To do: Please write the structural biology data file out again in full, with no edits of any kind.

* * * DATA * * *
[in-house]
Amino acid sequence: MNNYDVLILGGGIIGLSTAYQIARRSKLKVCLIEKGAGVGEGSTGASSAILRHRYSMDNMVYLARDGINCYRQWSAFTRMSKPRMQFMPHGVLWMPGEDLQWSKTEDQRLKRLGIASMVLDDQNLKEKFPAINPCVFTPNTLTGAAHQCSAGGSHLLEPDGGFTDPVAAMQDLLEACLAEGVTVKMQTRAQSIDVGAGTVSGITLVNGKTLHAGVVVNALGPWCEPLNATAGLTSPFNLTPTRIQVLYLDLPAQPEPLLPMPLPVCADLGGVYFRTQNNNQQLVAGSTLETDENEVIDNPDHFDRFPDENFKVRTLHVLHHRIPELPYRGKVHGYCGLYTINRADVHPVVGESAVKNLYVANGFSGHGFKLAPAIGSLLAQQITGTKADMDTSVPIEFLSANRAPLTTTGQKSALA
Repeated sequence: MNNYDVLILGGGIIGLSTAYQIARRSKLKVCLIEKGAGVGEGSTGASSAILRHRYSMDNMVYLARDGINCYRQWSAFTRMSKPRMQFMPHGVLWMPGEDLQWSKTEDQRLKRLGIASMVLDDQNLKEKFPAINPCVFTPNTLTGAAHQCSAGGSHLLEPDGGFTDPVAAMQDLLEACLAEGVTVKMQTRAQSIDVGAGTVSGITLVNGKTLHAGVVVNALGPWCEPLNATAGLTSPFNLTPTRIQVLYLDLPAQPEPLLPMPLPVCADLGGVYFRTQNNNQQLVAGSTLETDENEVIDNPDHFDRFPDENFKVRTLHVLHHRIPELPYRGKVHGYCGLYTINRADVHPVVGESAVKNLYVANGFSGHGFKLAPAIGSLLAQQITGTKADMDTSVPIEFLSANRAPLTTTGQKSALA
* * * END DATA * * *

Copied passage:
[in-house]
Amino acid sequence: MNNYDVLILGGGIIGLSTAYQIARRSKLKVCLIEKGAGVGEGSTGASSAILRHRYSMDNMVYLARDGINCYRQWSAFTRMSKPRMQFMPHGVLWMPGEDLQWSKTEDQRLKRLGIASMVLDDQNLKEKFPAINPCVFTPNTLTGAAHQCSAGGSHLLEPDGGFTDPVAAMQDLLEACLAEGVTVKMQTRAQSIDVGAGTVSGITLVNGKTLHAGVVVNALGPWCEPLNATAGLTSPFNLTPTRIQVLYLDLPAQPEPLLPMPLPVCADLGGVYFRTQNNNQQLVAGSTLETDENEVIDNPDHFDRFPDENFKVRTLHVLHHRIPELPYRGKVHGYCGLYTINRADVHPVVGESAVKNLYVANGFSGHGFKLAPAIGSLLAQQITGTKADMDTSVPIEFLSANRAPLTTTGQKSALA
Repeated sequence: MNNYDVLILGGGIIGLSTAYQIARRSKLKVCLIEKGAGVGEGSTGASSAILRHRYSMDNMVYLARDGINCYRQWSAFTRMSKPRMQFMPHGVLWMPGEDLQWSKTEDQRLKRLGIASMVLDDQNLKEKFPAINPCVFTPNTLTGAAHQCSAGGSHLLEPDGGFTDPVAAMQDLLEACLAEGVTVKMQTRAQSIDVGAGTVSGITLVNGKTLHAGVVVNALGPWCEPLNATAGLTSPFNLTPTRIQVLYLDLPAQPEPLLPMPLPVCADLGGVYFRTQNNNQQLVAGSTLETDENEVIDNPDHFDRFPDENFKVRTLHVLHHRIPELPYRGKVHGYCGLYTINRADVHPVVGESAVKNLYVANGFSGHGFKLAPAIGSLLAQQITGTKADMDTSVPIEFLSANRAPLTTTGQKSALA